• Silly Mummy Reply

    I agree – it’s good to encourage kids to be active, and to be active yourself. Personally, I teach my kids the Time Warp and count it as a workout. We also do Defying Gravity (ie I fling them around) & All That Jazz.

  • Jennifer Reply

    Teens will do what they’ve learned and enjoyed as kids. Do they like hiking, skiing, roller blading? Then they’ll continue doing that as teenagers. They don’t necessarily want to ski the same trails that you do, but they do want to go to the mountain.

  • maria Reply

    Woohoo! I made it!! Found some really great stuff in your blog, looking forward to more posts! I’m sending a couple posts to Daniel as well.

  • jodie Reply

    This really is such a great way to get active!!
    Not only for the kids, but us too!!

  • Anna R Palmer Reply

    When I went to baby yoga I was shocked to learn that they were supposed to lie peacefully on the mat beside us rather than being integrated into the practice like chubby little hand weights.

  • Robin Reply

    Such great ideas and motivation, Tony! At the rate you’re going you’ll be able to toss your son 3 dozen times before you tire out! About 10 days ago, I decided I needed to get off the couch and/or away from the computer and challenged myself to get 6,000 steps a day — a pittance, but better than before. But, because I made up my mind it is important, I’m doing it — and the other day, I needed about 1500 more steps so I dragged my 11 year old daughter with me. After brief resistance, she agreed. We had a great one-on-one conversation and laughed a lot. It’s awesome bonding. Keep up the great work!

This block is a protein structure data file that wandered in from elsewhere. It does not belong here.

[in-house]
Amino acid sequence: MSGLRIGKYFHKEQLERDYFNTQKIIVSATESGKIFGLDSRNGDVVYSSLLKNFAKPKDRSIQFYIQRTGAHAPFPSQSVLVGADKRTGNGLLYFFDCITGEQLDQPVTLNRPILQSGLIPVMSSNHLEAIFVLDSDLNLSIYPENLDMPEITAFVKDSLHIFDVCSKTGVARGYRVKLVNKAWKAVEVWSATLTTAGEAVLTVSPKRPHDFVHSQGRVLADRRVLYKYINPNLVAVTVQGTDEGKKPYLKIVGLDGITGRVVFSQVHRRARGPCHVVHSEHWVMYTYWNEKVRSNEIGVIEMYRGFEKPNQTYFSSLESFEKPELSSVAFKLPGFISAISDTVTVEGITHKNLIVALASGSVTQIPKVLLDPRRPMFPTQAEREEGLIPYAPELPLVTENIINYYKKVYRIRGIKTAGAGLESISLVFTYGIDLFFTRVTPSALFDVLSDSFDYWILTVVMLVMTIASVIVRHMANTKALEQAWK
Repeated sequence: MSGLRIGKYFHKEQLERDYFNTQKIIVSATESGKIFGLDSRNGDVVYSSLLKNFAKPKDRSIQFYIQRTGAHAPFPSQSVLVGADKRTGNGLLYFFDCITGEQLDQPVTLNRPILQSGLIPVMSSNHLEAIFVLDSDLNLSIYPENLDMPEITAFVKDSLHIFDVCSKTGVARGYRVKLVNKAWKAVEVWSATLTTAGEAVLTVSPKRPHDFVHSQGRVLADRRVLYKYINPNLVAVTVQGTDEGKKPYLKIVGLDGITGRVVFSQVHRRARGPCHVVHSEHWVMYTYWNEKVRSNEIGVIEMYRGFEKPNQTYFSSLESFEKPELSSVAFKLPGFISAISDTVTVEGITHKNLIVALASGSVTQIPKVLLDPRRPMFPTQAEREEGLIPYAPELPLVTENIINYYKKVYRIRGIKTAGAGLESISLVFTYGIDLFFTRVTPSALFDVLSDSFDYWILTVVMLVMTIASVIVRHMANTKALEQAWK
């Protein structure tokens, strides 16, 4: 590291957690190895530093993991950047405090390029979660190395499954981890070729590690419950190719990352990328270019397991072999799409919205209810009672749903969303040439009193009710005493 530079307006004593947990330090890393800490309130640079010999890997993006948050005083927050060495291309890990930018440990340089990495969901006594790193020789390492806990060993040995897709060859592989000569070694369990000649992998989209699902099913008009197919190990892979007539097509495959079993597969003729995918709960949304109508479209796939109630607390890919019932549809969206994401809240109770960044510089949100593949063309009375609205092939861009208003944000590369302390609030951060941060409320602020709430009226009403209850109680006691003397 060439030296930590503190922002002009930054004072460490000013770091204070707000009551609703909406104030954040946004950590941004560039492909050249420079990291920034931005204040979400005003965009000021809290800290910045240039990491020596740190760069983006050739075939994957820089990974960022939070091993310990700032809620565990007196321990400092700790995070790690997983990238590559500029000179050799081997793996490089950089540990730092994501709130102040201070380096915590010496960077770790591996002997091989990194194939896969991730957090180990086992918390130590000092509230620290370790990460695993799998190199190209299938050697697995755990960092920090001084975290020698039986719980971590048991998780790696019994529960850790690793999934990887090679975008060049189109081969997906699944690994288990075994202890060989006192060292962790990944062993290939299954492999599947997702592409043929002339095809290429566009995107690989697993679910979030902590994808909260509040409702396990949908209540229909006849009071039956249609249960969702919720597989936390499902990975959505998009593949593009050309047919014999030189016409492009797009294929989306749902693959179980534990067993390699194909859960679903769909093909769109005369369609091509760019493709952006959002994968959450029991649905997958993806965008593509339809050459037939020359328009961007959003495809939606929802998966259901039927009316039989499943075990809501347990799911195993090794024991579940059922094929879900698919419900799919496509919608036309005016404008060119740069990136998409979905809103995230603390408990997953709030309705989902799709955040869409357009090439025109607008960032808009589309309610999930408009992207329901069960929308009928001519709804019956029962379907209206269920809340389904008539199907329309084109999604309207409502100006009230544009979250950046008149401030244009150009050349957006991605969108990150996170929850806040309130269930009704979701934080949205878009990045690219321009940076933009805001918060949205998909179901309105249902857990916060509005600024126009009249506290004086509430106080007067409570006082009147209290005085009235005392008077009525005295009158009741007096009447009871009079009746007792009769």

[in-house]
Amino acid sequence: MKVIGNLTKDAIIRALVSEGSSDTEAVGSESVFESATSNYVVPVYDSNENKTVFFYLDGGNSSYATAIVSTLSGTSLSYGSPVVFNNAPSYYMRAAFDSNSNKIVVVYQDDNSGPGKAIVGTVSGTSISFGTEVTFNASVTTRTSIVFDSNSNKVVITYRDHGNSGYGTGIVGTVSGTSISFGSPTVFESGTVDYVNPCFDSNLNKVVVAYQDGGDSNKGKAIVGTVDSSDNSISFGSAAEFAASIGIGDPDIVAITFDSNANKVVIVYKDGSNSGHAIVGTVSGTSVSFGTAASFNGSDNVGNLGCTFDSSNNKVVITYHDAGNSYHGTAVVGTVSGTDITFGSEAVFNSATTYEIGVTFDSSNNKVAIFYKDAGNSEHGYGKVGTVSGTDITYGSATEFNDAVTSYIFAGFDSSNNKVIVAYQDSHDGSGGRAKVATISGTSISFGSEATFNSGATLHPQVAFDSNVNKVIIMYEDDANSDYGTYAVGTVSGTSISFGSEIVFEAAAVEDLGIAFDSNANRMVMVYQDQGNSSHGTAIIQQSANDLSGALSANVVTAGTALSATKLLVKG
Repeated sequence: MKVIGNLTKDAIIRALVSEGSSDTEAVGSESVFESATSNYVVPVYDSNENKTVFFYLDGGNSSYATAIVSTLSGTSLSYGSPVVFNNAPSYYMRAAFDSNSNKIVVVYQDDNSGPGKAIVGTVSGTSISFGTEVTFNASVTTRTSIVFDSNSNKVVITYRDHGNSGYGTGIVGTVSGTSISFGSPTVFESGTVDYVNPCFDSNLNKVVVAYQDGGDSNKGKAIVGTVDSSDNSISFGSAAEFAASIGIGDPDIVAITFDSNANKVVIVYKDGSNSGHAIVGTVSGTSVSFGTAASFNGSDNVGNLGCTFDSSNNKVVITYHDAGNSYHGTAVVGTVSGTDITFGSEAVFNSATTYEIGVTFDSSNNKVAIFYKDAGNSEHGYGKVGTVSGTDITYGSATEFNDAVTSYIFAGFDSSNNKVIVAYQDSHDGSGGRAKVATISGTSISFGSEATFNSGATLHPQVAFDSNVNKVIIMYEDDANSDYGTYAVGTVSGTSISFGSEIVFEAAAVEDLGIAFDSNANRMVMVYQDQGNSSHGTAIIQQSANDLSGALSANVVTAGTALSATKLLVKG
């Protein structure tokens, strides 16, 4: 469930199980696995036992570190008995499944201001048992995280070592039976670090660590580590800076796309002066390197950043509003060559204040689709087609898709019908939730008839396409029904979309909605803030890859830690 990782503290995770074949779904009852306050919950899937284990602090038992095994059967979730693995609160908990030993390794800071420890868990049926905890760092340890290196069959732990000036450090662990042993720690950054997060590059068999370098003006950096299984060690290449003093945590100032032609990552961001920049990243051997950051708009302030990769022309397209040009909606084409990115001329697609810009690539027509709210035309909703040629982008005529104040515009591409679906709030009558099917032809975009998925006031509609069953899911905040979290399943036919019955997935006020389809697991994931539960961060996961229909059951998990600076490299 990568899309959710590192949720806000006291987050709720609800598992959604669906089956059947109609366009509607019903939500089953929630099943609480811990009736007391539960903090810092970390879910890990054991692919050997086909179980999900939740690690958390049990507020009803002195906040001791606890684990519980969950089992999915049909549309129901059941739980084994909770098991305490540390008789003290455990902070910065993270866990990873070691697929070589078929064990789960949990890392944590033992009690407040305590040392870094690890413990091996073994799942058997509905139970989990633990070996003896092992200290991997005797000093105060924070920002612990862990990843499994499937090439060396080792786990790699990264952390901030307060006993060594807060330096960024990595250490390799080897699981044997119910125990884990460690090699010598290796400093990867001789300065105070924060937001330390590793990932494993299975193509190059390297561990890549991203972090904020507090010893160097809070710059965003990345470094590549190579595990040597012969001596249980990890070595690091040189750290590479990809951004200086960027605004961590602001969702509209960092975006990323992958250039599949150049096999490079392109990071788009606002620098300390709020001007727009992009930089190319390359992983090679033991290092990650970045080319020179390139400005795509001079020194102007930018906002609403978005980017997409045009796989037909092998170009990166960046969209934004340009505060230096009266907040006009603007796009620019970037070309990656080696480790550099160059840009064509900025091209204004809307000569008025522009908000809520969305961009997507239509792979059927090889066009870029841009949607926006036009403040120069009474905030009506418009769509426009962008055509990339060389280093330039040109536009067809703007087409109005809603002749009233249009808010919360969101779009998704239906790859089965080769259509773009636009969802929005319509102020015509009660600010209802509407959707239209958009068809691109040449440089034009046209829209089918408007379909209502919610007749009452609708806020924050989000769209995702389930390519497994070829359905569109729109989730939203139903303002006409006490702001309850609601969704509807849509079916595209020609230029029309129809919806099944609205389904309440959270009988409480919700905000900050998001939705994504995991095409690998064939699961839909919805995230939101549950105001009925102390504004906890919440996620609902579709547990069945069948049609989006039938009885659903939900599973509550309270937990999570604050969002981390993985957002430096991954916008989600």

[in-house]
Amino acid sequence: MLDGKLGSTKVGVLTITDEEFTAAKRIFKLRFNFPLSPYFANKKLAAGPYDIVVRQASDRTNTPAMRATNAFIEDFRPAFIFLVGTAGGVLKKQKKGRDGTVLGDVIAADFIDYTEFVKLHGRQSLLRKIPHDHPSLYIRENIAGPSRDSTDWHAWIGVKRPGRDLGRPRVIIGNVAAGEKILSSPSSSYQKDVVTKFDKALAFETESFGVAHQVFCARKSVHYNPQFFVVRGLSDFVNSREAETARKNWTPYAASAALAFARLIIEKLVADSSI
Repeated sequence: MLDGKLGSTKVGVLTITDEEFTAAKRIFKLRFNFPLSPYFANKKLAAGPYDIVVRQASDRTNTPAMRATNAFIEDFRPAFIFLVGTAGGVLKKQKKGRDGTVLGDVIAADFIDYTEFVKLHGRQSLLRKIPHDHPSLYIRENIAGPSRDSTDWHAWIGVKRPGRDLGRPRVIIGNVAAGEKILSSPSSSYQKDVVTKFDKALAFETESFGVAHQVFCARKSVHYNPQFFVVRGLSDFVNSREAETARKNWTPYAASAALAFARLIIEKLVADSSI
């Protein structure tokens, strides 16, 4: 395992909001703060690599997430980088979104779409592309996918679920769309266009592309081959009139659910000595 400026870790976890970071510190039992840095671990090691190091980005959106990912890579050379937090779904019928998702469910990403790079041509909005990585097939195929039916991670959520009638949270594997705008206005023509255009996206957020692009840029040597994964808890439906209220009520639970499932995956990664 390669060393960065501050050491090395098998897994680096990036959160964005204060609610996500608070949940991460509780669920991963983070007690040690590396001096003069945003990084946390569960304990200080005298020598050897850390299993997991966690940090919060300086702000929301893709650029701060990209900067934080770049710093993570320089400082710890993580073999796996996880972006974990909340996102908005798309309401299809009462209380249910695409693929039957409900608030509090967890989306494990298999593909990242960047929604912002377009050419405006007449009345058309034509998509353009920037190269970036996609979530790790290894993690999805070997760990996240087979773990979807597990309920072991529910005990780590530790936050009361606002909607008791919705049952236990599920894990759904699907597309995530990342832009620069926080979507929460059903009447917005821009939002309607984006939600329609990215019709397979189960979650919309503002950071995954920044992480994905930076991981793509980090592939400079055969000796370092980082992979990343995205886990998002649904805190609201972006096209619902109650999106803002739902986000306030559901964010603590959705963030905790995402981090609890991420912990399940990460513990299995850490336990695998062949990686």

• Klaudia Reply

    Brilliant and everybody benefits from it. The kids surely have fun, you as parent enjoy time with your children and think of all the money you save on gym memberships or exercise gear ? Quality time for everybody!

  • Stacey W Reply

    I am a huge fan of this. My kids are 5 and 3. My husband bought a bike and I have rollerblades so we are getting out more with the kids bikes and being active. We want to be good role models in this area too.

    • Monechetti Reply

      It’s a lot of fun honestly – I like chasing them around but teaching them exercises is a cool way to instill positive habits in them, especially with how they like to imitate their parents 🙂

  • klaudia Reply

    I love the idea to stay off the computer when the kids are around! Not only for the fitness and fun factor. How many young parents tend to forget that their children watch and copy. I was actually hoping to see photos of your cute little girl in the article 🙁 I am sure, we will get to see some really sweet images soon, as I heard through the grapevine….. congratulations !!! Happy times ahead!

    • Monechetti Reply

      🙂 Thank you! I can definitely tell when I’ve been on my phone or something too much. My son lets me know haha.

  • Linda Hobden Reply

    Leading by example – working out with kids and introducing them to a healthy diet is a great way to help teach children how to have a healthy lifestyle ?